November 2, 2015

The Role of the Academic

Jeanne L. Schroeder and David Gray Carlson, both of Cardozo School of Law, have published Improve Yourself; Not the World as Cardozo Legal Studies Research Paper No. 464. Here is the abstract.
This essay questions the predominant assumption within legal academia that the goal of scholarship should be to give policy advice. We do not make the obvious point that it is questionable whether legislatures care about what law professors think. Rather, we claim that policy suggestions fall within what Jacques Lacan called the “discourse of the university”. The terminology reflects not a normative judgment that professors should speak it, but an empirical observation that they all too often do speak it. The discourse of the university is expertise. It is not a true critical discourse, but a discourse of power because it is an attempt to make others act in a preferred way. It serves, often inadvertently, as an adjunct to the more obvious exercise of power called the “discourse of the master”, which is roughly equivalent to Hart’s concept of law. The master’s voice, like positive law, is to be obeyed not because it is moral, but merely because it is recognized as authoritative. By seeking to justify legal rules, the discourse of the university provides the missing rationalization for the master, thereby strengthening its reign. That is, the master tells you what to do; the university tries to convince you why you should do it. The two power discourses are to be contrasted to two critical discourses of the analyst and the hysteric. If the power discourses are those of the governor, the critical discourses are those of the governed: the subjects subjected to law. The analyst’s discourse is that of interpretation and counseling. The hysteric’s is the discourse of challenge. We argue that not only should they be the predominant discourses of practice, but also of theoretical and doctrinal scholarship.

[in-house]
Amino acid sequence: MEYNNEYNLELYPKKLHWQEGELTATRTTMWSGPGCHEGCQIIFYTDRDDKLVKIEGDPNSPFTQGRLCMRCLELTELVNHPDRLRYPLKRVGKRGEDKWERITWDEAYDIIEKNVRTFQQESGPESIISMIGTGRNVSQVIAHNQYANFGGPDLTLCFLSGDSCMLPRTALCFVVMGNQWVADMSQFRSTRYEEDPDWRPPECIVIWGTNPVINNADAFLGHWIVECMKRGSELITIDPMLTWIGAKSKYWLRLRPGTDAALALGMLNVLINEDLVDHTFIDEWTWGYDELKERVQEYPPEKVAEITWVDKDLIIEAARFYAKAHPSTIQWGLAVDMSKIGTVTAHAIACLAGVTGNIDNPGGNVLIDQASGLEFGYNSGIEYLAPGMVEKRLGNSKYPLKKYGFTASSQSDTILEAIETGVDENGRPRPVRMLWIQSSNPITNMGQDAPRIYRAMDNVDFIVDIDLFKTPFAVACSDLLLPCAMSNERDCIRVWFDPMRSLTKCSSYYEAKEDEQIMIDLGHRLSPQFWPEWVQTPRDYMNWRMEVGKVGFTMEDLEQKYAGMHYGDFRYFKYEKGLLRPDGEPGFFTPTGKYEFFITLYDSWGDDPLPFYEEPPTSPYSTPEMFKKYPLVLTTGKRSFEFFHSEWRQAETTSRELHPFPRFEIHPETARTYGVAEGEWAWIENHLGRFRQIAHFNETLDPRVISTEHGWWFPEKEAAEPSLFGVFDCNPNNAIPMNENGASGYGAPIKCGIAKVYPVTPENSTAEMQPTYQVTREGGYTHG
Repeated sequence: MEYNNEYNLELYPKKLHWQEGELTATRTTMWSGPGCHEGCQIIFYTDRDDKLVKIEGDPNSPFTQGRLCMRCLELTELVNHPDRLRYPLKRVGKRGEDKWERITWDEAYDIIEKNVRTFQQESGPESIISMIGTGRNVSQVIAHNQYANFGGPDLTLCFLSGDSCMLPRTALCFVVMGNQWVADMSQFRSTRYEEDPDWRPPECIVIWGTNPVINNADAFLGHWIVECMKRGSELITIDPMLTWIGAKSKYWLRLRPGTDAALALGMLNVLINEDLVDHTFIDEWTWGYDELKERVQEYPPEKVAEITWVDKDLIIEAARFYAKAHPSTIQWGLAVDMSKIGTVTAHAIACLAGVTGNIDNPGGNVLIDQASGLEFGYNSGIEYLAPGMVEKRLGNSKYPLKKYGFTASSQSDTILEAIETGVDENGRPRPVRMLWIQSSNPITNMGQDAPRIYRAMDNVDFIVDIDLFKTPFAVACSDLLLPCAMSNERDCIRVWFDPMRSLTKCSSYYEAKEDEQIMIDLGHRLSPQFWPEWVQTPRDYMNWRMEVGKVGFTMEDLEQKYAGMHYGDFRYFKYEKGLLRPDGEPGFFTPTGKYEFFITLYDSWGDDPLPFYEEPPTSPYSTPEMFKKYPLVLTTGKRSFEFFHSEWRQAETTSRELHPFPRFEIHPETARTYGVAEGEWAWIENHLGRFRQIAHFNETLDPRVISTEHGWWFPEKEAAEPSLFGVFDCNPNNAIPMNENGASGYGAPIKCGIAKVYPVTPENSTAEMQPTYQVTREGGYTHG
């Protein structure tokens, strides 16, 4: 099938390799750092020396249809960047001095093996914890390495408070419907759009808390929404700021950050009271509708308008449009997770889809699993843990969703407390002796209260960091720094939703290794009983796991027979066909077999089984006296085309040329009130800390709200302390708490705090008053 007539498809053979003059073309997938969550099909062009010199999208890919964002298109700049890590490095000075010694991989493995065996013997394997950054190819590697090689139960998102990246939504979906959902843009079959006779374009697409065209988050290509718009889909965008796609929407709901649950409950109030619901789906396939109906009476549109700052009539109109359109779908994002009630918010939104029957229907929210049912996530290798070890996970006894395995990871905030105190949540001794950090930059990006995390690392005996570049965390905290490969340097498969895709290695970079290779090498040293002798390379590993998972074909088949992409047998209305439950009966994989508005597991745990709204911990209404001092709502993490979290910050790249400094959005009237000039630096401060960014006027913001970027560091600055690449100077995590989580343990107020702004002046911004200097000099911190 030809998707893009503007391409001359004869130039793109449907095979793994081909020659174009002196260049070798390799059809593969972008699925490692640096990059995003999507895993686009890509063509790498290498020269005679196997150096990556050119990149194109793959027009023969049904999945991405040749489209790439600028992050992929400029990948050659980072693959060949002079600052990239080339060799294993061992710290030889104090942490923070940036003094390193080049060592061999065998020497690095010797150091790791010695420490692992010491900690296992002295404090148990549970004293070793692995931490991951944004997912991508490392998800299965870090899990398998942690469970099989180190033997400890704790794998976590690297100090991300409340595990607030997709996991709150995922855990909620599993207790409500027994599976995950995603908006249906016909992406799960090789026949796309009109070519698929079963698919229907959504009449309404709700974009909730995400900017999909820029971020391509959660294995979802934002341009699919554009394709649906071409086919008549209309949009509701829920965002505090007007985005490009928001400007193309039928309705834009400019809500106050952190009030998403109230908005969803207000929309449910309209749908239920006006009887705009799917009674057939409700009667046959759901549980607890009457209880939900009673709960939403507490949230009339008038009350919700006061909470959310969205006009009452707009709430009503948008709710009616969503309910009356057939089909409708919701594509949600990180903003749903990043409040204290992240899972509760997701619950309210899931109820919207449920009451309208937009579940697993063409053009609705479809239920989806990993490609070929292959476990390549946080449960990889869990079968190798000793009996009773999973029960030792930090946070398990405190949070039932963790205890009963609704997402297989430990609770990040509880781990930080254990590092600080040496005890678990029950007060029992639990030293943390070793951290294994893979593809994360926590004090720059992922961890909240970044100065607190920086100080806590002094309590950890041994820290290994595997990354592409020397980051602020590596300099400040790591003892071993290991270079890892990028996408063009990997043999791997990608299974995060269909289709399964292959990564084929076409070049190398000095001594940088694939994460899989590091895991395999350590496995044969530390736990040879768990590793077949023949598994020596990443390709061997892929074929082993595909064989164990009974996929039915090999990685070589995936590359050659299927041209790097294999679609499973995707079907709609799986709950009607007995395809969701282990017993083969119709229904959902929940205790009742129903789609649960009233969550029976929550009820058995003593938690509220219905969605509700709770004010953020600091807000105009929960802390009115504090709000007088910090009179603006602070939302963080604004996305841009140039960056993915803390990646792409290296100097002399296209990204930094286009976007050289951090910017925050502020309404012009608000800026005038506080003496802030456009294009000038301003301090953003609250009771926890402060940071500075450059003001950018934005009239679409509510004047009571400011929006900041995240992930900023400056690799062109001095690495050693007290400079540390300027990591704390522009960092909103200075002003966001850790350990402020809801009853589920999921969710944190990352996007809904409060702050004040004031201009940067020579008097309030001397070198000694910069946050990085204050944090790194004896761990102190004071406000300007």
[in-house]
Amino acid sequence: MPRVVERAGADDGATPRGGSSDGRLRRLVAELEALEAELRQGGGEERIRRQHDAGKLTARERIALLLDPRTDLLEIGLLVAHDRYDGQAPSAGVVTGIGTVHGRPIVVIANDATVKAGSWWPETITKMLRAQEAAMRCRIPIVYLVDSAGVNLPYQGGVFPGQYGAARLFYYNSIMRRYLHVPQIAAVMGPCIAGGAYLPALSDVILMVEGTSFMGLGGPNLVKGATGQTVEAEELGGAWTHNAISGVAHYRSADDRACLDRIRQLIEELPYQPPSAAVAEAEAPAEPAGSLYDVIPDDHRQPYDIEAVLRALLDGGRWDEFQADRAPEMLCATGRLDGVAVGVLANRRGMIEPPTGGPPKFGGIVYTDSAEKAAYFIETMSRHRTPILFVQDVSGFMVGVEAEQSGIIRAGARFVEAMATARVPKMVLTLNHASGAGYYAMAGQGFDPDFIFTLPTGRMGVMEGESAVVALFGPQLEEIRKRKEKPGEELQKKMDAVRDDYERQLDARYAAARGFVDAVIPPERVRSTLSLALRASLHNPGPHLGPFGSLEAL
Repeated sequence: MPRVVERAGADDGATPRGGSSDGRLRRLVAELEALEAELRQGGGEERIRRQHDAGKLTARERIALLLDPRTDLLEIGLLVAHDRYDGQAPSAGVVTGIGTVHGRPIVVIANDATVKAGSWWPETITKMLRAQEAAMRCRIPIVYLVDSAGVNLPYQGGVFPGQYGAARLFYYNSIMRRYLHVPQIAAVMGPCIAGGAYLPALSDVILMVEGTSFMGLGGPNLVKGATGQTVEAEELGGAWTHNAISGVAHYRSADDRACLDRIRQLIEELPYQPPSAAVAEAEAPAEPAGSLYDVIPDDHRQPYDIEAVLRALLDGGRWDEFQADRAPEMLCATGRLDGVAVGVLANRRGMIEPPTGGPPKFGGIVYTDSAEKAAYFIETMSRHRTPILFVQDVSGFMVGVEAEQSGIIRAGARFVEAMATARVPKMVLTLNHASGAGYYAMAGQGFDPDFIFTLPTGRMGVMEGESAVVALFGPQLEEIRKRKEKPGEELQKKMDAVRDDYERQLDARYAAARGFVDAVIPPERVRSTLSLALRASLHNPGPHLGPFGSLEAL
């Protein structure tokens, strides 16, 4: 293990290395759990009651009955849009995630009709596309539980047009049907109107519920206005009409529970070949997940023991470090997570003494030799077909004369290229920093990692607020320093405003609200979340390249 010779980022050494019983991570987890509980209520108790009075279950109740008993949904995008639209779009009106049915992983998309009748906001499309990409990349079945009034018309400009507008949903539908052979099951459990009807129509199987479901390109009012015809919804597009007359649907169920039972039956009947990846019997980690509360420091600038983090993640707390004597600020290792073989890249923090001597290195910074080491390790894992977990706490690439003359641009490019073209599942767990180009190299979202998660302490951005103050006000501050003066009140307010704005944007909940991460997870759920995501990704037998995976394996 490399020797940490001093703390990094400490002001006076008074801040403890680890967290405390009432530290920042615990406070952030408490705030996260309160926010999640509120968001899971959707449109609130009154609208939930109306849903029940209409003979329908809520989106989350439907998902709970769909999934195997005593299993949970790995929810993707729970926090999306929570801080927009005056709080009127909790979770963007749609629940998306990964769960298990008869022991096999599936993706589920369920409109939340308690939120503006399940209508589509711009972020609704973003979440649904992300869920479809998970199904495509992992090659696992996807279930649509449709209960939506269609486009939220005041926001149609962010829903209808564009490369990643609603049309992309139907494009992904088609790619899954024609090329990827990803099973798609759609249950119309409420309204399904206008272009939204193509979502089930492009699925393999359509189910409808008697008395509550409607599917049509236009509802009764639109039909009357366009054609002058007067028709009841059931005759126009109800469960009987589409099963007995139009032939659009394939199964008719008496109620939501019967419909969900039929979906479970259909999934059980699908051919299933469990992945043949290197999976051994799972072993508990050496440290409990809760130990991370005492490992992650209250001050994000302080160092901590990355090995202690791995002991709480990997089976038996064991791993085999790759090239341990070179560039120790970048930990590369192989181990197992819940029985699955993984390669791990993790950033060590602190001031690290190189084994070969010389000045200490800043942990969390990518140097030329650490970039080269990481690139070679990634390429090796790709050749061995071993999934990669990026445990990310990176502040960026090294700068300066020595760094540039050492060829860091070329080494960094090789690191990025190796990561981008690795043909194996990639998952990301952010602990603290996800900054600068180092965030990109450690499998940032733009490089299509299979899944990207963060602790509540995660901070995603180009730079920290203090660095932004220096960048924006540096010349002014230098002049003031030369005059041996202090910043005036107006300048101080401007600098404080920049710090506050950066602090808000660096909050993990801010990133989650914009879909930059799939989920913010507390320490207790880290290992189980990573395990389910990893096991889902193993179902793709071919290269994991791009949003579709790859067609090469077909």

Download the article from SSRN at the link.

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